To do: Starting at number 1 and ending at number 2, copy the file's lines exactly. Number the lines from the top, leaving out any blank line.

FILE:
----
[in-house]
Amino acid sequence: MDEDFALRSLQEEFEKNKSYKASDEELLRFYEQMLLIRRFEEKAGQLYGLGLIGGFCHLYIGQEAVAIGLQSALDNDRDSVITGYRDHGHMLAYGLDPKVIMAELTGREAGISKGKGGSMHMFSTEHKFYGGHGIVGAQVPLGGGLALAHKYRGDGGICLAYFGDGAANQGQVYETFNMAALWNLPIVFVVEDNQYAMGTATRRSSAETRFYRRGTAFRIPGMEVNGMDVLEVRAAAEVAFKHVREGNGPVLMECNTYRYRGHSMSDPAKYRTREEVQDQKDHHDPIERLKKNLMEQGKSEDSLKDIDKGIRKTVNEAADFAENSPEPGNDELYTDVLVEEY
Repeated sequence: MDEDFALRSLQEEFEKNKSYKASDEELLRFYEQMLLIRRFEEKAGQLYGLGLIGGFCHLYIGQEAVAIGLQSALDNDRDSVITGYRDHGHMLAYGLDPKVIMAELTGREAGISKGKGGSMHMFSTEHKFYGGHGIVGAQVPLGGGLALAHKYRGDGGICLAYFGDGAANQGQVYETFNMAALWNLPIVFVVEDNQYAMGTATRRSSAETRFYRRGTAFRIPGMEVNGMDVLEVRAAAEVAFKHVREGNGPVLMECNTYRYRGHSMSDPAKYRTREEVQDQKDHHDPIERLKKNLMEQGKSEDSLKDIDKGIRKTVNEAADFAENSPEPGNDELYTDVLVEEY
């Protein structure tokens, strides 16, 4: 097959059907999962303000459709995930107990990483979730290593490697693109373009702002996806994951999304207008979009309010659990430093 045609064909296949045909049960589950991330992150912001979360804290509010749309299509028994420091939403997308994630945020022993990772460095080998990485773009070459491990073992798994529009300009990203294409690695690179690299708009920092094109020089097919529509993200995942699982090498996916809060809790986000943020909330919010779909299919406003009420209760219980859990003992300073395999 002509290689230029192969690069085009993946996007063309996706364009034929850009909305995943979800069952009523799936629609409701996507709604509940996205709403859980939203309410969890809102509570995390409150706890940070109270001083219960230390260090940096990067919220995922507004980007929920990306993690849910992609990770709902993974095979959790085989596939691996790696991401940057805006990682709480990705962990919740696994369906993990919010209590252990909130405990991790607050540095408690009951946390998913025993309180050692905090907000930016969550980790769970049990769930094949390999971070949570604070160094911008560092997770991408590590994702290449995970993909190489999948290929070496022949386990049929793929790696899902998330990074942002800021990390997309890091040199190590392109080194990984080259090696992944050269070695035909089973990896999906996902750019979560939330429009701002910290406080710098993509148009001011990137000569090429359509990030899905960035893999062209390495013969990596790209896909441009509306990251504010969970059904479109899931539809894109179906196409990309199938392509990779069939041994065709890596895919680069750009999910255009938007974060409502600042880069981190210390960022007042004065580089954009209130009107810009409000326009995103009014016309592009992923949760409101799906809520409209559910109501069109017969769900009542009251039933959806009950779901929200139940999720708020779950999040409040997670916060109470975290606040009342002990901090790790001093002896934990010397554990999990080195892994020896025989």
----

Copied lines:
[in-house]
Amino acid sequence: MDEDFALRSLQEEFEKNKSYKASDEELLRFYEQMLLIRRFEEKAGQLYGLGLIGGFCHLYIGQEAVAIGLQSALDNDRDSVITGYRDHGHMLAYGLDPKVIMAELTGREAGISKGKGGSMHMFSTEHKFYGGHGIVGAQVPLGGGLALAHKYRGDGGICLAYFGDGAANQGQVYETFNMAALWNLPIVFVVEDNQYAMGTATRRSSAETRFYRRGTAFRIPGMEVNGMDVLEVRAAAEVAFKHVREGNGPVLMECNTYRYRGHSMSDPAKYRTREEVQDQKDHHDPIERLKKNLMEQGKSEDSLKDIDKGIRKTVNEAADFAENSPEPGNDELYTDVLVEEY